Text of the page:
Why are you passionate about facilities management, and why is this field so essential to be a part of?
No matter what business or industry you find yourself in, facilities management touches and impacts the lives of every person accommodated in that organisation. The discipline of FM is that of anticipating the needs of the organisation, planning and coordinating its support systems, and ensuring a functional, safe and pleasing environment for the occupants, and its visitors.
What I find stimulating about facilities management is that it is so diverse. No matter what you have planned for the day, no day is the same and, therefore, you need to be an organised person and have the ability to think on your feet, be people-focused, whilst addressing the challenges in the best interest of the business. Change management and demand management are also essential competencies needed to be successful in this line of work.
What are the main tasks of facilities management, and what challenges have you come across thus far?
The responsibilities of facilities managers will vary depending on the nature of the organisation, but generally entail maintaining the buildings and grounds of an organisation, overseeing the upkeep of equipment and supplies, determining and scheduling repairs or renovation projects, and coordinating safety inspections.
For Government, it has become an employment drive, and I agree this must be the goal. Given the urgency, it is imperative that employment must not override the objectives of sound facility management for well-run buildings. By getting Government’s house in order, we’ll create the right platform to build on.
In your opinion, what strategies are there for effective facilities management in government and the public sector?
A few years back, I was asked the question as to why Government can’t seem to get their buildings in order, and my simple response was that they don’t know what they don’t know and therefore don’t have the information needed to get the help they need. Albeit slow, that position has improved particularly at national key points within Government, where these services have been outsourced to FM companies. The system put in place has enabled the Government to increase the pace in driving the public sector buildings’ agenda.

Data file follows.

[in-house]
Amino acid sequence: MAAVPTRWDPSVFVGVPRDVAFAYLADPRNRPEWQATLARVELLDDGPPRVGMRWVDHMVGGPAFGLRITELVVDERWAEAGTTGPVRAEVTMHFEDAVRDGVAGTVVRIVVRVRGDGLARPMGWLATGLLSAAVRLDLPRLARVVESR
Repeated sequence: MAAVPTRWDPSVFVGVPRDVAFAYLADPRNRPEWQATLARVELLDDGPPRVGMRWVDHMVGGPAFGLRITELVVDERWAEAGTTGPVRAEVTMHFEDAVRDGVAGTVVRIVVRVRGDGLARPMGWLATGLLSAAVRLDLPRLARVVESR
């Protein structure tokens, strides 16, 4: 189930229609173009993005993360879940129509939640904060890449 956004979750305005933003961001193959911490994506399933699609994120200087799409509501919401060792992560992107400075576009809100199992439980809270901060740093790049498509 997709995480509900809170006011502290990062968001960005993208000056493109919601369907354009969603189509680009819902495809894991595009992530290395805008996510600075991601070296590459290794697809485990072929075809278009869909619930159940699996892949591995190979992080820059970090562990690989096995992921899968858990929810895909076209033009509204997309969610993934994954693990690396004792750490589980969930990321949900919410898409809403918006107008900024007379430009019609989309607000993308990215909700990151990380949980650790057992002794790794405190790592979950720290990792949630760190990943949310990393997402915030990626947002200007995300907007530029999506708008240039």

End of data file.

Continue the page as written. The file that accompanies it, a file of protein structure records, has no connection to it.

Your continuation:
It is evident that Government’s strategy is to procure FM service providers, to assist them in bringing their buildings up to standard. Through their outsourced service drive skills transfer, and driving their employment, objectives are achieved and in so doing capacity is built. Consistency and performance management of Government staff and contractors will be key once these structures are set up, and performance measurement of both staff and service providers will be paramount.
Are you witnessing any key trends emerging in the facilities management field in SA? If so, please elaborate.
Trends in the facilities management field are:
- Big data: drives procurement and long-term building sustainability and strategy.
- Energy efficiency and sustainability given the impact of power outages
- Planning and positioning business to meet Government’s 2030 environmental agenda.
- Hybrid workplace solutions: the workspace is being re-engineered to support hybrid working environments.
- Business sustainability: the hybrid workplace has resulted in a decreased demand for office space and related support services. Innovative solutions whilst protecting jobs are at the forefront of decision-makers for business survival.
What advice would you give to South Africans who aspire to work in your field of expertise?
Facilities Management is not for the fainthearted and having a passion for what you do in this industry is the first step to success in facilities management. My advice to South Africans who wish to operate in this environment is to make a positive contribution to the economy of this country through sustainable business solutions.
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